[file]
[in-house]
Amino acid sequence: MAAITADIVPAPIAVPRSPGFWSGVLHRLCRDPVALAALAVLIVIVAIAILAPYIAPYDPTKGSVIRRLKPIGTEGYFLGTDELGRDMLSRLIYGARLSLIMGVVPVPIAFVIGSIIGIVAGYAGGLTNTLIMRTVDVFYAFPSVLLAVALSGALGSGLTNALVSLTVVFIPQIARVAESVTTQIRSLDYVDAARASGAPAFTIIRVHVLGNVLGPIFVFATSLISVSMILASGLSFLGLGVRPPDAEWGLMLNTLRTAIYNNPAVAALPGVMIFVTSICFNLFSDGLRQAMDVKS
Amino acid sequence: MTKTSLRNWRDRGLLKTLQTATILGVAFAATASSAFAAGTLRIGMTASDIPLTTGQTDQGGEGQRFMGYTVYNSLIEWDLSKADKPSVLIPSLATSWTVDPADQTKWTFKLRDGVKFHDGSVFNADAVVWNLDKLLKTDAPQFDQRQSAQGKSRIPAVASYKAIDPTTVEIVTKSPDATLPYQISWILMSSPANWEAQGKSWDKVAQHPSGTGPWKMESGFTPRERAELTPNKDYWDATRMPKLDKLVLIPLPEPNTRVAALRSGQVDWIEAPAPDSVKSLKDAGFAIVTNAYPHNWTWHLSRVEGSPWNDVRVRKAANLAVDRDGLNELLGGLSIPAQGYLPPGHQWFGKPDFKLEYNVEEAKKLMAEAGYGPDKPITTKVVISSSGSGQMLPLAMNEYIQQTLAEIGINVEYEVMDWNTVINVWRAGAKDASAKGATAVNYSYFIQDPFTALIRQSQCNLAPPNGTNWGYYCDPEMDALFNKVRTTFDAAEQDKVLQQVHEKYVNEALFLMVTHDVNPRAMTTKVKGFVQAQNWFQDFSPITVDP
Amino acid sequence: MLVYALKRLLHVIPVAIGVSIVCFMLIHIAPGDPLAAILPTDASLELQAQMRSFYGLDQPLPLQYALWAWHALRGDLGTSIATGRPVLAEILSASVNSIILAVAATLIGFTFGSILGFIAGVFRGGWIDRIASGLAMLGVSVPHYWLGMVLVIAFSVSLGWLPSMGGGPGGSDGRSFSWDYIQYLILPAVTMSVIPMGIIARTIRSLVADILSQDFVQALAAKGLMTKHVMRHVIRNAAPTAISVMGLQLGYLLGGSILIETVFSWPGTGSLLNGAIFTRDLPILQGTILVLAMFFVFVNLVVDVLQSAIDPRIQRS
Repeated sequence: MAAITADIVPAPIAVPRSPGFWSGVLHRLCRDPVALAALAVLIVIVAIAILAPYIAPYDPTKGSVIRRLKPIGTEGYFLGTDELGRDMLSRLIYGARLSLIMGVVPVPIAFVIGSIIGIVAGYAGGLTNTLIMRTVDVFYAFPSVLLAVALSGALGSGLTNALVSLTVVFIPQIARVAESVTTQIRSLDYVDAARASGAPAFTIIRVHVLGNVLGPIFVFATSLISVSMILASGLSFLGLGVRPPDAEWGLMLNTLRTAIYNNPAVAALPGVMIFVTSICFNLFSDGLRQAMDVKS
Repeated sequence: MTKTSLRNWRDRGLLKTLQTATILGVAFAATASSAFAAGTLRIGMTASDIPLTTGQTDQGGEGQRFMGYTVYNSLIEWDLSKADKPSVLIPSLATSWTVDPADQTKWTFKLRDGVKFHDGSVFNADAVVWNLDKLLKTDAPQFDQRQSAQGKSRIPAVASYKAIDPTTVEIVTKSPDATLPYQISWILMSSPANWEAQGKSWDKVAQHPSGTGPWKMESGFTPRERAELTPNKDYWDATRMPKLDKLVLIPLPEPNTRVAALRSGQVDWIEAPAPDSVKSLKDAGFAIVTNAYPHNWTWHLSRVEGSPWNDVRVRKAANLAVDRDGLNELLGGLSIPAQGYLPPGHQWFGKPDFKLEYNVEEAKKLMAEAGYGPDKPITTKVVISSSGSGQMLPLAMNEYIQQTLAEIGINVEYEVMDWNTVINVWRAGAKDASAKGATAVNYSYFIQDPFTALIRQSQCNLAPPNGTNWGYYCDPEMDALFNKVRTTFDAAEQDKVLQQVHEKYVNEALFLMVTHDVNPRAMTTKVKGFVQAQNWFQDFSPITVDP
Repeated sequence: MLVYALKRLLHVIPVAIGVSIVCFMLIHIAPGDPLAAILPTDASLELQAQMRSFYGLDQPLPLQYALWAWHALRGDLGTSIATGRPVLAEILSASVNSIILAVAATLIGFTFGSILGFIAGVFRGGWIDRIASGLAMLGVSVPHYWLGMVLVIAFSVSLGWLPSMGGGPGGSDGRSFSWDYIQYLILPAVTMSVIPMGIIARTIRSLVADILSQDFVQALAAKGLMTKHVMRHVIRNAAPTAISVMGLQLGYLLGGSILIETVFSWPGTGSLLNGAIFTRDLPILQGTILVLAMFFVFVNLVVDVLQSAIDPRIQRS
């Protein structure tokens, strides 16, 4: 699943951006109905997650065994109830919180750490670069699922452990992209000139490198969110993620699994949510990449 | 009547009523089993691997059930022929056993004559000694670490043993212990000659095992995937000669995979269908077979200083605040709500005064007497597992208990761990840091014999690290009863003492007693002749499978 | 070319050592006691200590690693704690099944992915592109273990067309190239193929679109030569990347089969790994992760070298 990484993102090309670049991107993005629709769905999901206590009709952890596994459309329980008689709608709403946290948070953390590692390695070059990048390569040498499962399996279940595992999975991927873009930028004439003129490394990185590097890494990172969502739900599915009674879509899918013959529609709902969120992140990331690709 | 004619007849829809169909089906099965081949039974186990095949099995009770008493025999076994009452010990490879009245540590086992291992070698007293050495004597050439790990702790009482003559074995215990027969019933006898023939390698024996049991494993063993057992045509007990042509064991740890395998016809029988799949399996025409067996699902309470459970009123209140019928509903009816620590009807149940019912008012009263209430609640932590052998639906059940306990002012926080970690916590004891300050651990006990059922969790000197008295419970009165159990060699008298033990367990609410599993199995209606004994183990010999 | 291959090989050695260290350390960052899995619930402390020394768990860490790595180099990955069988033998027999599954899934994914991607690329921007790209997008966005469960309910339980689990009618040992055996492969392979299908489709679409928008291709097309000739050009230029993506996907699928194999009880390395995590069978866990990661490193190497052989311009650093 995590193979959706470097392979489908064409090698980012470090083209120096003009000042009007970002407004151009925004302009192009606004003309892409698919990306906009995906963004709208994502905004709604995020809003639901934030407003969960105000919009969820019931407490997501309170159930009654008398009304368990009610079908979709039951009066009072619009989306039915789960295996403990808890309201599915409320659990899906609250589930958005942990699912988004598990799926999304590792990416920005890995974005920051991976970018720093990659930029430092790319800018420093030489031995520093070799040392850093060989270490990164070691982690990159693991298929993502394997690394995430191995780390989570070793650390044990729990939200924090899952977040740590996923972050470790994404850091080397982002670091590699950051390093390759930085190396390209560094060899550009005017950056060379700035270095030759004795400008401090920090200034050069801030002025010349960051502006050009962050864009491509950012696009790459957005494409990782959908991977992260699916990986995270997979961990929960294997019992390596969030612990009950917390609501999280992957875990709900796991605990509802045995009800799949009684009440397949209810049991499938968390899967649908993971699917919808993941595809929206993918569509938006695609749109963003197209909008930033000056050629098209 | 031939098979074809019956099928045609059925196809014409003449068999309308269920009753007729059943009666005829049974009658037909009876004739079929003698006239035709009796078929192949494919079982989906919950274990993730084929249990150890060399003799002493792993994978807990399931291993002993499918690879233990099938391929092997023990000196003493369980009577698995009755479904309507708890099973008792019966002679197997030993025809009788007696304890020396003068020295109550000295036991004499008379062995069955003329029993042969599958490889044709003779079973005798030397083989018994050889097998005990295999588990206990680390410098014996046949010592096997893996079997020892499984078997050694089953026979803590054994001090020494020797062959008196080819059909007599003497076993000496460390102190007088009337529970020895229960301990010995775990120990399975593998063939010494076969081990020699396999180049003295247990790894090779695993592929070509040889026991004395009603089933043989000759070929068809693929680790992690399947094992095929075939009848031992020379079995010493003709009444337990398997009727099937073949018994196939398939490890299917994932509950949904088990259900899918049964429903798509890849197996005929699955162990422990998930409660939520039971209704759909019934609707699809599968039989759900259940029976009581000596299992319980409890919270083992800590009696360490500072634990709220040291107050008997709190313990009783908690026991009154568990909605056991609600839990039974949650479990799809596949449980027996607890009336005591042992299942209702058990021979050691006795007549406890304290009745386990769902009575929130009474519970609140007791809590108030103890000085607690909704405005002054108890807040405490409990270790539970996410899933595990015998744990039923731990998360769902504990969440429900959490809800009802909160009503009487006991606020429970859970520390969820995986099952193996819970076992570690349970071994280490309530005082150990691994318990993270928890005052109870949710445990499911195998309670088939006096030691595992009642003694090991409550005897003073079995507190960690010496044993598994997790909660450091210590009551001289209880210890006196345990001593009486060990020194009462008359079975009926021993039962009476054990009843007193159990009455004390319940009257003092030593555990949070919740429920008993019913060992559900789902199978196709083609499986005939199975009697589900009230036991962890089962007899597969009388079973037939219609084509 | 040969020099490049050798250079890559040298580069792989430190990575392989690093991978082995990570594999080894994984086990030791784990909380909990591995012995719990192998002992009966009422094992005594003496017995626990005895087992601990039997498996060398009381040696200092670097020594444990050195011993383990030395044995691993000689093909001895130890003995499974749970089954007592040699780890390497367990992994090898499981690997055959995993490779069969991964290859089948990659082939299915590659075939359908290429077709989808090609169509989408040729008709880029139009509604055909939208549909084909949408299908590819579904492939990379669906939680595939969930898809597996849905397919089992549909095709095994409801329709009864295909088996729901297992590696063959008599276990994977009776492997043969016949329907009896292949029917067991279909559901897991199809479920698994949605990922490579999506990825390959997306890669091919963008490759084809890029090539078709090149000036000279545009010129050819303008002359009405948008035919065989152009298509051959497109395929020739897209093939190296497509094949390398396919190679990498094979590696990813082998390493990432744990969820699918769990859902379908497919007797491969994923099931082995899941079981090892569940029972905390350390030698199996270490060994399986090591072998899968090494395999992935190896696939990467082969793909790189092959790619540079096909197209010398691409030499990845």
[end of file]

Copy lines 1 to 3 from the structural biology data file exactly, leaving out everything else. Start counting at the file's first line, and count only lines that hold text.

[in-house]
Amino acid sequence: MAAITADIVPAPIAVPRSPGFWSGVLHRLCRDPVALAALAVLIVIVAIAILAPYIAPYDPTKGSVIRRLKPIGTEGYFLGTDELGRDMLSRLIYGARLSLIMGVVPVPIAFVIGSIIGIVAGYAGGLTNTLIMRTVDVFYAFPSVLLAVALSGALGSGLTNALVSLTVVFIPQIARVAESVTTQIRSLDYVDAARASGAPAFTIIRVHVLGNVLGPIFVFATSLISVSMILASGLSFLGLGVRPPDAEWGLMLNTLRTAIYNNPAVAALPGVMIFVTSICFNLFSDGLRQAMDVKS
Amino acid sequence: MTKTSLRNWRDRGLLKTLQTATILGVAFAATASSAFAAGTLRIGMTASDIPLTTGQTDQGGEGQRFMGYTVYNSLIEWDLSKADKPSVLIPSLATSWTVDPADQTKWTFKLRDGVKFHDGSVFNADAVVWNLDKLLKTDAPQFDQRQSAQGKSRIPAVASYKAIDPTTVEIVTKSPDATLPYQISWILMSSPANWEAQGKSWDKVAQHPSGTGPWKMESGFTPRERAELTPNKDYWDATRMPKLDKLVLIPLPEPNTRVAALRSGQVDWIEAPAPDSVKSLKDAGFAIVTNAYPHNWTWHLSRVEGSPWNDVRVRKAANLAVDRDGLNELLGGLSIPAQGYLPPGHQWFGKPDFKLEYNVEEAKKLMAEAGYGPDKPITTKVVISSSGSGQMLPLAMNEYIQQTLAEIGINVEYEVMDWNTVINVWRAGAKDASAKGATAVNYSYFIQDPFTALIRQSQCNLAPPNGTNWGYYCDPEMDALFNKVRTTFDAAEQDKVLQQVHEKYVNEALFLMVTHDVNPRAMTTKVKGFVQAQNWFQDFSPITVDP